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HP recently discontinued another of my favorite calculators: xhpcalc. xhpcalc is a tri-mode (SCI, FIN, PROG) X-windows simulation of HP-11C/12C/16C that HP bundled with the HP-UX (Unix) operating system on their HP 9000 series workstation.

See http://devrsrc1.external.hp.com/STK/impacts/i188.html

Why discontinue something like this?

I found a HP workstation at my office today that still has HP-UX 10.20 so I could run xhpcalc remotely and have it display on my desktop PC. Clicking the HP logo in the upper right corner makes it cycle through the three modes (keypad faces).

xhpcalc, as a genuine HP product, is certainly worthy of a hpmuseum exhibit. Does anyone have a contact at HP who might be convinced to freely release the source code under some suitable license or at least build and release a free binary for Linux on x86?


There is a manual at:

This simulator is not listed in the museum simulator pages.

Can you post a screenshot ?

Here is a screenshot of another HP calulator. This one runs on the HP Integral PC, a lunchbox sized Unix workstation with an electroluminescent screen (that is why the picture has an orange colour).

Notice that the function keys on the bottom of the screen are used to redefine the top left group of 10 keys.

The calculator as shown is in Trig mode (you can see the asterisk next to the F2 label), but by pressing (say) the F3 key you can enable the Statistics functions. The key labels will change to reflect the new functions.

More information on the HP IPC may be found in http://www.coho.org/~pete/IPC/integral.html.


This one looks like a character mode program. Is that so ? What is the name of the sw?
IMO it deserves to be listed in the museum. Maybe if you send man page and some information to the museum, it may be listed in the simulations page.

This is all the documentation there is:

HPCalc. This is the standard HPCalc program that we used to sell. Also a very nice implementation, and it should be self-explanatory to operate. (If you store HPCalc on another disc, make sure you store all its "dot" - invisible - files with it, (.HPCalc.fnt and .HPCalc.hlp). You can find these dot files using the "ls -a" command (ls is on your CommandsI disc). HPCalc will not run without these associated 'dot' files.

The program has on-line help, but apart from changing the display mode (FIX, SCI, etc) the rest is rather intuitive.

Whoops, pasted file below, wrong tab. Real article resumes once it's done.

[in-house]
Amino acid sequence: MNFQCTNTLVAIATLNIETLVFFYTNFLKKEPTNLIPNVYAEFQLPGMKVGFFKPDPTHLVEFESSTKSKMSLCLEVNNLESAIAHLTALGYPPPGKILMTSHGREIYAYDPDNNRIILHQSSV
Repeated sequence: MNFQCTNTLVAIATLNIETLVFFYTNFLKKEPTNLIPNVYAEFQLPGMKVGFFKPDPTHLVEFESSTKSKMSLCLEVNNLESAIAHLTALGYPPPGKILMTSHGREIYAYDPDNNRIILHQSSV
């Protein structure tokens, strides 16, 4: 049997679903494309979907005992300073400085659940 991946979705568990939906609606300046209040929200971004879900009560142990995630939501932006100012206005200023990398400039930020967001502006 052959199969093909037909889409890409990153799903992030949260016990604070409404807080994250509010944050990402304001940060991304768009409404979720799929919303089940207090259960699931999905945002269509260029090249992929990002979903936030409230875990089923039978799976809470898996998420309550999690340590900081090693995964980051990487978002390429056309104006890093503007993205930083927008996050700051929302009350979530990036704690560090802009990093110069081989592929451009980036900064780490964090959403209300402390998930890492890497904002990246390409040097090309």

To seems to me that the command to change the display mode has given the HP engineers a lot of headaches, since they were always changing it. E.g. on the earlier models (HP 67, 97), there was a mode key (FIX, SCI, ENG) and a DSP key that defined the number of displayed digits. Then that number was made an argument to the mode command (e.g. FIX 2 on the HP 41C). There were also variations like the HP 21 where DSP 2 would select SCI 2 and DSP . 2 would select FIX 2).

The HPCalc adopts yet another approach where DSP 2 selects FIX 2 and DSP EEX 2 selects SCI 2. (Yes I had to use the on-line help to find this).


Oops I forgot:

Renato wrote:

> This one looks like a character mode program. Is that so?
character mode? As in it runs on an ASCII terminal? In this case the answer is no, as you can see from the screendump, it uses the GUI interface.

> What is the name of the sw? 

HPCalc for the HP Integral Pesronal Computer (IPC).

As you can see in my previous posting HP were initially selling this program, but in the end they gave up and bundled it with a free OS upgrade diskette.


I would post a screenshot but I'm not sure how to post it to this forum. I'll ask if I can get is added to the simulation page somehow. As far as I know, xhpcalc was never sold. HP included the executable file with their HP-UX (workstation Unix) operating system and it never ran on anything else. Now that they have dropped it in HP-UX 11.00, I'd like to ask if they would release the source code so it could be ported to any OS with an X-Windows server (Linux, FreeBSD, M$Windows+cygwin, etc.)

Britt (b r i t t @ a c m . o r g)